What a beautiful invitation! The appeal, of course, is to any who thirst. We humans are so made that our souls thirst just as much as our bodies do. We thirst to lay hold of life. I have never met anybody who does not want to live, to be fulfilled and satisfied with life. This is what we are invited to satisfy. "Come to the water." We recall Jesus' encounter with the woman at the well of Samaria, and her pitiful attempt to find satisfaction in one marriage after another. Jesus said to her, "If you knew who it is that speaks to you, you would ask of me and I would put in you a well of water, springing up unto everlasting life," (John 4:10-14). She asked for it and he gave it to her. That is the same invitation we have here. And not only to drink water, but wine, the wine of joy; and milk, the milk of the Word, to feed the new life. Those of us who have drunk of this well, of this wine and this milk, know how true these figures are. There is where peace, inner calmness, joy and satisfaction of life are to be found. The Lord then has a question for those who hesitate to come and drink.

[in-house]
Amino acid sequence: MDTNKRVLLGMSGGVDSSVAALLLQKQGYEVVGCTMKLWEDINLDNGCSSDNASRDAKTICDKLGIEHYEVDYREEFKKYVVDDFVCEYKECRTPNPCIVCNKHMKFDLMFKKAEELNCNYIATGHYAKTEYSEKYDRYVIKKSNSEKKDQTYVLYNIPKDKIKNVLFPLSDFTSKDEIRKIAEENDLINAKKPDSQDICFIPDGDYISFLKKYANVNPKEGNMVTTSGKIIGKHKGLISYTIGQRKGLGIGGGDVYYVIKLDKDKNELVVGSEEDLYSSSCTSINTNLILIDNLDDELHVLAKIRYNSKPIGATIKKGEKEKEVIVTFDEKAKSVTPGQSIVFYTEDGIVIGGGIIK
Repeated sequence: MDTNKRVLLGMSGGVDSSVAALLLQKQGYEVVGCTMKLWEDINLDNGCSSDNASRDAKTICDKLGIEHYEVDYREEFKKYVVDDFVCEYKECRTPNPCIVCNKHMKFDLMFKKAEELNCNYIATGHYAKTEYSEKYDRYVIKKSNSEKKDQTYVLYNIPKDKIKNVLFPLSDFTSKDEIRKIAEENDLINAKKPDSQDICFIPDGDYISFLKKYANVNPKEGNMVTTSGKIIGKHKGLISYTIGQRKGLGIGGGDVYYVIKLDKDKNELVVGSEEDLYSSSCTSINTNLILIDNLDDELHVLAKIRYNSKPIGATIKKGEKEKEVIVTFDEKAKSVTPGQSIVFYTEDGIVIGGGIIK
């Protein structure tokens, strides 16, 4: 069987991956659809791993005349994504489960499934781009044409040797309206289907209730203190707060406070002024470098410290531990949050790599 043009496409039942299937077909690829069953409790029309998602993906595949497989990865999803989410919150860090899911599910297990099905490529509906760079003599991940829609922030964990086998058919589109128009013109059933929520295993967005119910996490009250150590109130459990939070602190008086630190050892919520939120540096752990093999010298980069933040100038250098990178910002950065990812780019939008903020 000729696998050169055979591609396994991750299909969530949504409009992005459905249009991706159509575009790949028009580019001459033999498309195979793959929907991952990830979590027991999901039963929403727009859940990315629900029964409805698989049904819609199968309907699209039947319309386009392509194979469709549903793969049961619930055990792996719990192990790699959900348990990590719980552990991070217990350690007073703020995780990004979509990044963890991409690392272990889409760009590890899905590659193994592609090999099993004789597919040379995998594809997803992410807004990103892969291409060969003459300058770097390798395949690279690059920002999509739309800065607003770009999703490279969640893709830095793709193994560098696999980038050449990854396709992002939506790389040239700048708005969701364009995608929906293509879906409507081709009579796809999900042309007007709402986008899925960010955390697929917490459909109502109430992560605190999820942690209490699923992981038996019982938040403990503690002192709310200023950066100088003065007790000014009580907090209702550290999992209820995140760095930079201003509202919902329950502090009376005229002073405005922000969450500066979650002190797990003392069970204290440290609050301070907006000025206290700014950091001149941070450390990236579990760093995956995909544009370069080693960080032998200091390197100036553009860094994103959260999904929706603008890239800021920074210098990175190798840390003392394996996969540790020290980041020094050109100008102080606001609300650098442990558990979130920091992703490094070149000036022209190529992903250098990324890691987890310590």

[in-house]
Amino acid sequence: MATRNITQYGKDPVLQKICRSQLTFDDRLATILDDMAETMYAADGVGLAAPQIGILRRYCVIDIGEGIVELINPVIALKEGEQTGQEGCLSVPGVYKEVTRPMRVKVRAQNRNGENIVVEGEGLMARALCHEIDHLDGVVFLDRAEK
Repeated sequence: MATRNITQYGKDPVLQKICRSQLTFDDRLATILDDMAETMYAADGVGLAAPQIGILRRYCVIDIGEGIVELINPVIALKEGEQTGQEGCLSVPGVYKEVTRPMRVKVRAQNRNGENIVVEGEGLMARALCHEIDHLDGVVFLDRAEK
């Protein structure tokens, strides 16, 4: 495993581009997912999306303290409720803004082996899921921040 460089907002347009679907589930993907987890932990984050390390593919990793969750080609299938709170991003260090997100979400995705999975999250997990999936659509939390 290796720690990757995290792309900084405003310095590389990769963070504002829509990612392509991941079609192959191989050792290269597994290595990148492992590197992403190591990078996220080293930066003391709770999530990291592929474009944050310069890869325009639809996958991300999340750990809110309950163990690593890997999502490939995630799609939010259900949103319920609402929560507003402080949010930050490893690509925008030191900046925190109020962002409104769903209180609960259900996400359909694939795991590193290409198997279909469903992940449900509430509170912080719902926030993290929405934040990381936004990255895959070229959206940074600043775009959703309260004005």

"Why do you spend your money for that which is not bread,
  and your labor for that which does not satisfy?" (Isaiah 55:2a RSV)

That is a highly relevant question today. What are you working for?, God asks. What are you getting out of all you are doing? You may be hard pressed to answer that. Have you ever asked yourself, why do I get up in the morning, go to work, work all day, then come home, go to sleep, only to get up in the morning and go to work again? What is it all about? What am I working for? That is the question asked here. Why do you do all that? "To earn money," you say. Why? "To buy food for myself and my word be." Why do you need food? "To get strength." Why? "So I can go to work and earn money!" No wonder life is often described as a squirrel cage, w here you endlessly run around in circles, or a rat race, without meaning. This is the question many are asking today.